How a West African lab made a 3D printer from toxic e-waste

Story highlights

  • A lab in Togo, West Africa, is behind 3D printer made from e-waste
  • Creators say it is the first 'Made in Africa' 3D printer

(CNN)Electronic waste is (literally) a mounting crisis in Africa. Digital dumps made of junk phones, computers and TVs shipped mostly from richer Western countries are growing across Africa, burned producing unhealthy and hazardous gasses.

The problem is only getting worse. Fortunately, though, there are those working at a community level to raise awareness about e-waste and put it to some good use.
    An innovative lab in Lomé, the capital city of Togo in West Africa, is one such group. They've created the first "Made in Africa" 3D printer using e-waste.
    WoeLab, a community tech hub established by architect Sénamé Koffi Agbodjinou, 37, made the machine using little more than scrap printers, computers and scanners.
    The idea was born after Agbodjinou purchased a 3D printer for the lab. Upon seeing this, the young innovators based at the workshop decided to build their own. "We wanted to see how we could build a new one but with our own resources," Agbodjinou tells CNN.
    In 2013, after a year of collaborative work, they had produced the first 3D printer. Now they have 20 finished products and other labs in Africa are following suit.

    3D printing success

    Innovators at WoeLab building 3D printers.
    WoeLabs opened in 2012 and is a grassroots network of inventors and entrepreneurs who want to build a "digital democracy." For them, this starts with the 3D printer.
    They're planning to place a 3D printer in every school within one km of the lab to foster technological learning.
    "What we are concerned with is to try to create in the young people a confidence in themselves in their capacity to realise projects," Agbodjinou says.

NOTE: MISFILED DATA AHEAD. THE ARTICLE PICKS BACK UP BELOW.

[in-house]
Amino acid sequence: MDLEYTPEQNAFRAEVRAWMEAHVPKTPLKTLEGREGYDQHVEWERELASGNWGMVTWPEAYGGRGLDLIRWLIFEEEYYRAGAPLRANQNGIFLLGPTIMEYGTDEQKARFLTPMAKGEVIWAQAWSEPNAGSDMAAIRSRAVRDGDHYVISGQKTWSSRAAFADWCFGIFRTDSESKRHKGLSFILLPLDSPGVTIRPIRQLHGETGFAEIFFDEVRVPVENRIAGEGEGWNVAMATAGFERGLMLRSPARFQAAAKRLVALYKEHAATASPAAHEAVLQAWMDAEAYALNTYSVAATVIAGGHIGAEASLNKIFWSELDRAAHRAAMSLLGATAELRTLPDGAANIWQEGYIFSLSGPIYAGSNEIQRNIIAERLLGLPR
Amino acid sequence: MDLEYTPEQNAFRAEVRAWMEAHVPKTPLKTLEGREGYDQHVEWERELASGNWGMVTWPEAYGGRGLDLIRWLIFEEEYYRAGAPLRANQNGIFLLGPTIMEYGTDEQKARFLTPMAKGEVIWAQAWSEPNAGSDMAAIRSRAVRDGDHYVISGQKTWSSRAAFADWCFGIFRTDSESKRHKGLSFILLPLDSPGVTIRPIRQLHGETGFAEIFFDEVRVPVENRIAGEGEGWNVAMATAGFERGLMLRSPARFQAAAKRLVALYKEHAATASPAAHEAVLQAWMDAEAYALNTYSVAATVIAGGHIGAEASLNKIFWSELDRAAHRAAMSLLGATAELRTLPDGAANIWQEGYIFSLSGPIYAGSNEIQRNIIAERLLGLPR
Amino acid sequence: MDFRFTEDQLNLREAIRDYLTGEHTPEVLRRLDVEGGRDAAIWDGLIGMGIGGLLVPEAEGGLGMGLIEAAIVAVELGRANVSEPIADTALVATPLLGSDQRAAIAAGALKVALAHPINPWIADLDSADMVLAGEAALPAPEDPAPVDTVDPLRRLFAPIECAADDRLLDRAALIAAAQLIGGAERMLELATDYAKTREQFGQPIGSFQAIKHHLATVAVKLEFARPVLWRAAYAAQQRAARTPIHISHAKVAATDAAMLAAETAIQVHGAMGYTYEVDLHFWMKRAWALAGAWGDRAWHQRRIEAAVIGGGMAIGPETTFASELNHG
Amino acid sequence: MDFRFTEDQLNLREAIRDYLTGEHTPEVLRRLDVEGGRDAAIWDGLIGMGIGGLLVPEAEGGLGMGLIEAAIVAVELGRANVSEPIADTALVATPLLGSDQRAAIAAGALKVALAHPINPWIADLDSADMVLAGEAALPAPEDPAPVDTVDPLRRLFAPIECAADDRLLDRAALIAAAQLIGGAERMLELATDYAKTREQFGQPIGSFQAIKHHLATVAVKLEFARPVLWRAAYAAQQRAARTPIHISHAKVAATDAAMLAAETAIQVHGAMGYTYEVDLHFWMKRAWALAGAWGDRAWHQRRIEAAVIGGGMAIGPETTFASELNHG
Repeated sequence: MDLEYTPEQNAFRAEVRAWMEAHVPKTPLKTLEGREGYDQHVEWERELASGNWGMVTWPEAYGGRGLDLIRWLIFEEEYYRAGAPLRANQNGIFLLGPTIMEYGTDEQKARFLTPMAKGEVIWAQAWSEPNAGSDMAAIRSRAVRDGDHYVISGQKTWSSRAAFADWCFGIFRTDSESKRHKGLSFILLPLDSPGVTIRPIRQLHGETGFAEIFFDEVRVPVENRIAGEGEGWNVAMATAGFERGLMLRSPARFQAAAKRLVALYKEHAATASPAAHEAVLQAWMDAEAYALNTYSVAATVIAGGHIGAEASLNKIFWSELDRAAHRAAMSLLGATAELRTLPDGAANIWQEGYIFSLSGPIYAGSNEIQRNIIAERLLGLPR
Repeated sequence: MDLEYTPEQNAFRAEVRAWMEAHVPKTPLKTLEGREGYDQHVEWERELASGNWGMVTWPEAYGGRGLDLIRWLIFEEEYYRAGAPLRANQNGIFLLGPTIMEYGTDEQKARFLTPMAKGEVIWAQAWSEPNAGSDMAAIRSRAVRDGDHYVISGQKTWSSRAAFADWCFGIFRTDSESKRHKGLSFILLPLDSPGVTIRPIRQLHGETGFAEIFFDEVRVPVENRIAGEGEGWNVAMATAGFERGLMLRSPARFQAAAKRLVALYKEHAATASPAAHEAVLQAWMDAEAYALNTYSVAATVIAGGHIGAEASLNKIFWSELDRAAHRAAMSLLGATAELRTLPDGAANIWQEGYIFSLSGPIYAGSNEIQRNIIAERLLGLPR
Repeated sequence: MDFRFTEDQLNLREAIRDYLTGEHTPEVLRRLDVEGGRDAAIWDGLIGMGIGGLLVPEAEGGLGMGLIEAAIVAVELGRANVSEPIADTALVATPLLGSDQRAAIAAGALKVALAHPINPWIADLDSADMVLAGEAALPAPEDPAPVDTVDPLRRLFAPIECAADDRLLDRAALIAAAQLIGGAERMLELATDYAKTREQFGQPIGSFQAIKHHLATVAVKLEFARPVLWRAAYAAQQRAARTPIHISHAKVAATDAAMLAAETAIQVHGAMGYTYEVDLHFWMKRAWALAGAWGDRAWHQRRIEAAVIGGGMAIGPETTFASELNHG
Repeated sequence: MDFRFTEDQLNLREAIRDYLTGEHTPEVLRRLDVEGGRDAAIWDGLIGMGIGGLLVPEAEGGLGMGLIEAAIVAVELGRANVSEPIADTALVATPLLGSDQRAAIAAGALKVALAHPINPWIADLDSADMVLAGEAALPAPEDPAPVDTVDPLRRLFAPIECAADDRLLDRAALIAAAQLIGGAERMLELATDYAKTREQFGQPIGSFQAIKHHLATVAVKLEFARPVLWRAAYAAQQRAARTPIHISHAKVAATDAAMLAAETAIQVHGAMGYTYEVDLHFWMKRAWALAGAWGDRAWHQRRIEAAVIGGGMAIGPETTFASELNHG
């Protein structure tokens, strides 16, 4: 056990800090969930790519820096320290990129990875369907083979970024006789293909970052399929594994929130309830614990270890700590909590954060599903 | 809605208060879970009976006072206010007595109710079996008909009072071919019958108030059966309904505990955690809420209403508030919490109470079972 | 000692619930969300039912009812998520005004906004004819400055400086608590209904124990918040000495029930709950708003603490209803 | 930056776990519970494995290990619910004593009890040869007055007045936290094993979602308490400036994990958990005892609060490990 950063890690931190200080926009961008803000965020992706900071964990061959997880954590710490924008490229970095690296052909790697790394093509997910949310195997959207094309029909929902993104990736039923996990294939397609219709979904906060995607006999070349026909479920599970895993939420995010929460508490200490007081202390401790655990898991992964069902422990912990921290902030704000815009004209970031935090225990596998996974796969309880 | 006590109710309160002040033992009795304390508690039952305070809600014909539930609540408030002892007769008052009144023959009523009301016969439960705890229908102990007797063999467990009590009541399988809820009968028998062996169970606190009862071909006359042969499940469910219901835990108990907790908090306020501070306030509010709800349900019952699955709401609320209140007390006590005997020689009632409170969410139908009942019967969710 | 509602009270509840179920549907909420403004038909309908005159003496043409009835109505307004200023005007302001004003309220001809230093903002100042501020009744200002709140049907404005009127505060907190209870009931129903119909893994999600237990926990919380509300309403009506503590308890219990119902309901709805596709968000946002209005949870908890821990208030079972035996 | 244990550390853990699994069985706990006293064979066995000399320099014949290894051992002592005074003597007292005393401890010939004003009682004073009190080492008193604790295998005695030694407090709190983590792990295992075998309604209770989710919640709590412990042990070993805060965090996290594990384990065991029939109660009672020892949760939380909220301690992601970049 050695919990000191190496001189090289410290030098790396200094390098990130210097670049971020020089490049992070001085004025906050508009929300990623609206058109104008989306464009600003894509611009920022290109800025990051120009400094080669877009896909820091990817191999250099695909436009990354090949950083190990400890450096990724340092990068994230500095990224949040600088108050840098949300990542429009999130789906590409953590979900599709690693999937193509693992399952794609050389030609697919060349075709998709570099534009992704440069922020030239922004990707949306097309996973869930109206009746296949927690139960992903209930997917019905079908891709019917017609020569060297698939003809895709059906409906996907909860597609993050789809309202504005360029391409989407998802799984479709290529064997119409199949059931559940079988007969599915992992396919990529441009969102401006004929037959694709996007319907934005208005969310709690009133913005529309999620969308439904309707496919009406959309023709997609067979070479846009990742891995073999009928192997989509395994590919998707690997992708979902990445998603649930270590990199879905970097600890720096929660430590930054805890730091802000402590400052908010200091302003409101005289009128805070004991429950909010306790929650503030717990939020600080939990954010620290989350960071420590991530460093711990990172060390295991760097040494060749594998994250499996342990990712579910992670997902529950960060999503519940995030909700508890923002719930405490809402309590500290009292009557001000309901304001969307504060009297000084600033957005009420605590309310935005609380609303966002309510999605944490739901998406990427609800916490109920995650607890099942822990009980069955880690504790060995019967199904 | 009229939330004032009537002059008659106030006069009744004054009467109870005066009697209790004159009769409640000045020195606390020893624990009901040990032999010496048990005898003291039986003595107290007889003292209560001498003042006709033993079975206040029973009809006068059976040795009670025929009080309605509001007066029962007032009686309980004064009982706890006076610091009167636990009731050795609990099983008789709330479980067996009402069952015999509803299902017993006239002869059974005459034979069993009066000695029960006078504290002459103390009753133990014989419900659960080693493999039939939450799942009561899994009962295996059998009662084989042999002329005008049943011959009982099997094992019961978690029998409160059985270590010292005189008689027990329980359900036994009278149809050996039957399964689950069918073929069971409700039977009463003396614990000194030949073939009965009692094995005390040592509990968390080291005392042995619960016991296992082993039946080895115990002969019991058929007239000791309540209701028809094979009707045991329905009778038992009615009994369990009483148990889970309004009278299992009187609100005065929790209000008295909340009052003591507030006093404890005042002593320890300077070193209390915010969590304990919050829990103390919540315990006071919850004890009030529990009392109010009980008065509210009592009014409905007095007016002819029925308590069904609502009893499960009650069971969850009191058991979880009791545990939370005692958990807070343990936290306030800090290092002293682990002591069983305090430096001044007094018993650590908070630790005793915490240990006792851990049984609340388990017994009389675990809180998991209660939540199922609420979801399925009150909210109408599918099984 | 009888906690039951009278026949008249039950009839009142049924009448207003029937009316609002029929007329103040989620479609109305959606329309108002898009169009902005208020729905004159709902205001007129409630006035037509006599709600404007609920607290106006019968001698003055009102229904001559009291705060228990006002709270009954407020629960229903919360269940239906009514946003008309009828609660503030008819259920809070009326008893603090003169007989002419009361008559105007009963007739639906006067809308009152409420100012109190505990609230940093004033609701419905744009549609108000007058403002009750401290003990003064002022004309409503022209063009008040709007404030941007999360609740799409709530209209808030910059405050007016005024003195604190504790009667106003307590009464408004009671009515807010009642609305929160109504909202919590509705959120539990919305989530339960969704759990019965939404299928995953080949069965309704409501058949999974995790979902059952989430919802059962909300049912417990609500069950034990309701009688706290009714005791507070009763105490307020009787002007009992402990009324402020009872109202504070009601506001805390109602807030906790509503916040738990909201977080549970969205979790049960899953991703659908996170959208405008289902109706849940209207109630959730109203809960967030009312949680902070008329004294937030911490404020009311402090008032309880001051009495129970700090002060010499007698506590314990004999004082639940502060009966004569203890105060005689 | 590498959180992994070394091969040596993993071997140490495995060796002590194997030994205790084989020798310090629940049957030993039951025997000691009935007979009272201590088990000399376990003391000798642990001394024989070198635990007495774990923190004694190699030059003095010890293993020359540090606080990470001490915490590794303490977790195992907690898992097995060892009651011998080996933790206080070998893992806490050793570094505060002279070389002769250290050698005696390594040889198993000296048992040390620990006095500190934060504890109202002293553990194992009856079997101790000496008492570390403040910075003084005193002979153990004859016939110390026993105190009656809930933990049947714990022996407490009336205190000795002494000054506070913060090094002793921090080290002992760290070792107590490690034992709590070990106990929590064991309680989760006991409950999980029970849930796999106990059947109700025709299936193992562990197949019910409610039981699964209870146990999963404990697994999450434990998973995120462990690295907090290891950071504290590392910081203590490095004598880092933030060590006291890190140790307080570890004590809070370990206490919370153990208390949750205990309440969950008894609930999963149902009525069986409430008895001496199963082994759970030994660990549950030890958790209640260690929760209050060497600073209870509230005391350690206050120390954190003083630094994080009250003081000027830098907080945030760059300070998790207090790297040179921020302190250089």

Their machine is based on the RepRap low-cost 3D printing model, first designed by experts at the University of Bath. It's capable of printing plastic objects within a size of 50cm cubed.

    Technological enlightenment

    The model was created as part of a collaborative project at the hub.
    While the 3D printer was a huge breakthrough for WoeLab, it is part of a much broader and bold ambition to make Africa a tech-centered continent.
    "The idea is that the African city of tomorrow will be built by our own innovation spaces," Agbodjinou explains.
    WoeLab has about 50 people working in the space, and a second lab opened in Lomé earlier this year.
    There are 10 startups based in WoeLab pursuing projects ranging from building robots to tackling waste.

    The future of the continent?

    The 3D printer was the first one in Africa made from e-waste. Now incubation hubs across the continent are looking to this new technology.
    WoeLabs aren't the only technologists hoping to unlock the potential of 3D printing.
    Students at Buni Hub, a mini fabrication lab in Tanzania, have similarly created a 3D printer using waste electronics.
    3D printing is also being used to make prosthetic limbs in Africa, like in Sudan, where the organization Not Impossible are helping amputees.
    "We want to bring these technologies to Africa, and see how Africans can develop and understand them in an effort to create African possibilities," Agbodjinou says.

    Repurposing e-waste

    A man burns electronic waste on the biggest electronic scrap yard of Africa in Agbogbloshie, a district of the Ghanaian capital.
    Electronic waste blights the continent. Every year huge volumes of old and broken electronic devices are thrown away and dumped in toxic landfills across Africa.
    Tremendous amounts of it, 42 megatons per annum globally, are discarded in places like nearby Agbogbloshie, Ghana, one of the world's largest digital dumps.
    Items like batteries, fridges and other equipment, produce deadly carcinogenic toxins. Less than one sixth of it is recycled or reused every year.
    The approach by the team at WoeLabs shows the potential for community-driven action to take account of and reduce the amount of dangerous waste -- and to make what Agbodjinou calls "low high-tech": using recycled materials to provide new sources of income for Africans with limited access to technology.